Review: Kaiser Chiefs ****

At Kirkstall Abbey

WITH a new album title to fit the venue perfectly, Kaiser Chiefs can be assured of one thing after their triumphant home-coming gigs. Leeds loves them nearly as much as they love their home city. There have been rumblings the Kaisers’ careers are on a downward trajectory since their undoubted heyday of 2005.

However, their two-night residency at Kirkstall Abbey was the perfect testing ground for the new album, The Future Is Medieval.

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Sure, it was never going to be the hardest crowd they have played to, but sometimes the keenest gig-goers can also be the most easily disappointed. Yet a greatest hits set – interspersed with new tracks such as latest single Little Shocks – ensured there was an electric atmosphere among the 10,000 fans.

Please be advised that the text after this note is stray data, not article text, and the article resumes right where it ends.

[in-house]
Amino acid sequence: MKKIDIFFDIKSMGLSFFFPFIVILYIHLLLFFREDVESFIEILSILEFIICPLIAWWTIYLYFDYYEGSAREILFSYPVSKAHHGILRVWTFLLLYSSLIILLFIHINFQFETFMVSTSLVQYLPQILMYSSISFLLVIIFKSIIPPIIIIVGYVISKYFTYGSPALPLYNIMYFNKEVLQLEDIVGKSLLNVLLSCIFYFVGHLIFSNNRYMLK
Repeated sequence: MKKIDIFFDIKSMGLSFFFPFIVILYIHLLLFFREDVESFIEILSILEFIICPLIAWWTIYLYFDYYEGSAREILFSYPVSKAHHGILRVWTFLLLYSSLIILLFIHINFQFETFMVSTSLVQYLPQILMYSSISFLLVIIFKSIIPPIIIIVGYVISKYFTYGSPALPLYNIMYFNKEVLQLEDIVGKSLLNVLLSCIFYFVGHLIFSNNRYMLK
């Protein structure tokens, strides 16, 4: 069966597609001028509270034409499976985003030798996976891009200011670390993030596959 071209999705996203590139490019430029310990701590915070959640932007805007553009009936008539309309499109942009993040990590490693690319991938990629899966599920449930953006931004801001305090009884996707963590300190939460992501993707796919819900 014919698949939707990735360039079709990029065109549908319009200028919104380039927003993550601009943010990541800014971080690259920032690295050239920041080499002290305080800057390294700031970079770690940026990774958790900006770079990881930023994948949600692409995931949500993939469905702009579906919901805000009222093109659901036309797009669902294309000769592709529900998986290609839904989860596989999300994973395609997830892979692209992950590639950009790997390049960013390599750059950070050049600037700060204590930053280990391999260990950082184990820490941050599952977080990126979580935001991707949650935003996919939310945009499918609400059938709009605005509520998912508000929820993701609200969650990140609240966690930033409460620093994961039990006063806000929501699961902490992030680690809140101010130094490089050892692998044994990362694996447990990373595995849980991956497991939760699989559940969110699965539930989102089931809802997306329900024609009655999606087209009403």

Hearing a succinct trawl through the back catalogue makes you realise just how many good songs they have. Everyday I Love You Less and Less, Ruby, Modern Way, Never Miss a Beat, I Predict A Riot – they are all tracks which rival bands would be more than happy to include on their CVs. But live they reach another level, thanks in no small part to the efforts of lead singer, Ricky Wilson.

A whirling dervish on stage, Wilson is a master showman, popping up on the walls of the ruins after disappearing briefly from the stage. Closing the set with Oh My God – with its line of “I’ve never been this far away from home” particularly apt – was a fitting end.

The love affair between the Kaisers and Leeds is far from over.